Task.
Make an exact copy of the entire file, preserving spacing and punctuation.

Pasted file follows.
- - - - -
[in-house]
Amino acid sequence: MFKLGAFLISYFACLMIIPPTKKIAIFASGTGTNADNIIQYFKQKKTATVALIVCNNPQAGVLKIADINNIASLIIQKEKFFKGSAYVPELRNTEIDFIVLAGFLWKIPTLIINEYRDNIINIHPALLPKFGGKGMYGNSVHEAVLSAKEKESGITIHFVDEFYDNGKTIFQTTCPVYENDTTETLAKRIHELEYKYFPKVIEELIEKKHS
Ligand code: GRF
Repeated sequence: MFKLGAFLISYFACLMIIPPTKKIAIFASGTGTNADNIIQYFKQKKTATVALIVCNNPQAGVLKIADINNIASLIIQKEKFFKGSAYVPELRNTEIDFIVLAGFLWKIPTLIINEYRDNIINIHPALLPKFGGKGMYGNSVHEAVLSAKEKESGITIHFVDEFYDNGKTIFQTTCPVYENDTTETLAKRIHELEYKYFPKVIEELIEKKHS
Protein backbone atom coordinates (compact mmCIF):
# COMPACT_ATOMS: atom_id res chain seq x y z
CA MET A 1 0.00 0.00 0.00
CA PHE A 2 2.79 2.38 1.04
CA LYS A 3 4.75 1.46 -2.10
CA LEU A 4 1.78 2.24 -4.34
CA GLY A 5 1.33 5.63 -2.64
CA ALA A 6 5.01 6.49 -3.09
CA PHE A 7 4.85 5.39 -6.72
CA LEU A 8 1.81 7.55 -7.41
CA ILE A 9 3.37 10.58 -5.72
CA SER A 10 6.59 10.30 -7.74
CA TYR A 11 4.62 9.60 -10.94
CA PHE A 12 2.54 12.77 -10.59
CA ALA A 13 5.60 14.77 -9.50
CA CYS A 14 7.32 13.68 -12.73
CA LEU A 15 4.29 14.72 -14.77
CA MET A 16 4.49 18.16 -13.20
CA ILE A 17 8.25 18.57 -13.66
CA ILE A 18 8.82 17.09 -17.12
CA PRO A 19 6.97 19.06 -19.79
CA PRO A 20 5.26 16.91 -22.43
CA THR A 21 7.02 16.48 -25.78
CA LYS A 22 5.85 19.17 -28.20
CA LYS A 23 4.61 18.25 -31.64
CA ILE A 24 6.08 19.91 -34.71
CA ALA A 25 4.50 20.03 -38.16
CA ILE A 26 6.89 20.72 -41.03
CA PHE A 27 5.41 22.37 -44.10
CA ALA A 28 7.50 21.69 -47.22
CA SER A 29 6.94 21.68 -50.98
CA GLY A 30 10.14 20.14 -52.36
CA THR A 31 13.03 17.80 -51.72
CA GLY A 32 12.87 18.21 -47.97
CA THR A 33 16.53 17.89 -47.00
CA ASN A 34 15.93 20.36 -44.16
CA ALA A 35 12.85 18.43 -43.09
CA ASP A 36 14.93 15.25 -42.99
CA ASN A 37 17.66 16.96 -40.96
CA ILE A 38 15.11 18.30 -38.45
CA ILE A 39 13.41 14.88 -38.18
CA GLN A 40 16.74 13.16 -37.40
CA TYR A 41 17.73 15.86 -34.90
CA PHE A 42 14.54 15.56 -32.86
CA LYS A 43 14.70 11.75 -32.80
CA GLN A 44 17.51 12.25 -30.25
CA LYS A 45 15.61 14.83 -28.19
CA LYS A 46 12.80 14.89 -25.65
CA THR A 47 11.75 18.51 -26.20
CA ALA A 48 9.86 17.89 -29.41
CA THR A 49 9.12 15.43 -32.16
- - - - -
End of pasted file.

[in-house]
Amino acid sequence: MFKLGAFLISYFACLMIIPPTKKIAIFASGTGTNADNIIQYFKQKKTATVALIVCNNPQAGVLKIADINNIASLIIQKEKFFKGSAYVPELRNTEIDFIVLAGFLWKIPTLIINEYRDNIINIHPALLPKFGGKGMYGNSVHEAVLSAKEKESGITIHFVDEFYDNGKTIFQTTCPVYENDTTETLAKRIHELEYKYFPKVIEELIEKKHS
Ligand code: GRF
Repeated sequence: MFKLGAFLISYFACLMIIPPTKKIAIFASGTGTNADNIIQYFKQKKTATVALIVCNNPQAGVLKIADINNIASLIIQKEKFFKGSAYVPELRNTEIDFIVLAGFLWKIPTLIINEYRDNIINIHPALLPKFGGKGMYGNSVHEAVLSAKEKESGITIHFVDEFYDNGKTIFQTTCPVYENDTTETLAKRIHELEYKYFPKVIEELIEKKHS
Protein backbone atom coordinates (compact mmCIF):
# COMPACT_ATOMS: atom_id res chain seq x y z
CA MET A 1 0.00 0.00 0.00
CA PHE A 2 2.79 2.38 1.04
CA LYS A 3 4.75 1.46 -2.10
CA LEU A 4 1.78 2.24 -4.34
CA GLY A 5 1.33 5.63 -2.64
CA ALA A 6 5.01 6.49 -3.09
CA PHE A 7 4.85 5.39 -6.72
CA LEU A 8 1.81 7.55 -7.41
CA ILE A 9 3.37 10.58 -5.72
CA SER A 10 6.59 10.30 -7.74
CA TYR A 11 4.62 9.60 -10.94
CA PHE A 12 2.54 12.77 -10.59
CA ALA A 13 5.60 14.77 -9.50
CA CYS A 14 7.32 13.68 -12.73
CA LEU A 15 4.29 14.72 -14.77
CA MET A 16 4.49 18.16 -13.20
CA ILE A 17 8.25 18.57 -13.66
CA ILE A 18 8.82 17.09 -17.12
CA PRO A 19 6.97 19.06 -19.79
CA PRO A 20 5.26 16.91 -22.43
CA THR A 21 7.02 16.48 -25.78
CA LYS A 22 5.85 19.17 -28.20
CA LYS A 23 4.61 18.25 -31.64
CA ILE A 24 6.08 19.91 -34.71
CA ALA A 25 4.50 20.03 -38.16
CA ILE A 26 6.89 20.72 -41.03
CA PHE A 27 5.41 22.37 -44.10
CA ALA A 28 7.50 21.69 -47.22
CA SER A 29 6.94 21.68 -50.98
CA GLY A 30 10.14 20.14 -52.36
CA THR A 31 13.03 17.80 -51.72
CA GLY A 32 12.87 18.21 -47.97
CA THR A 33 16.53 17.89 -47.00
CA ASN A 34 15.93 20.36 -44.16
CA ALA A 35 12.85 18.43 -43.09
CA ASP A 36 14.93 15.25 -42.99
CA ASN A 37 17.66 16.96 -40.96
CA ILE A 38 15.11 18.30 -38.45
CA ILE A 39 13.41 14.88 -38.18
CA GLN A 40 16.74 13.16 -37.40
CA TYR A 41 17.73 15.86 -34.90
CA PHE A 42 14.54 15.56 -32.86
CA LYS A 43 14.70 11.75 -32.80
CA GLN A 44 17.51 12.25 -30.25
CA LYS A 45 15.61 14.83 -28.19
CA LYS A 46 12.80 14.89 -25.65
CA THR A 47 11.75 18.51 -26.20
CA ALA A 48 9.86 17.89 -29.41
CA THR A 49 9.12 15.43 -32.16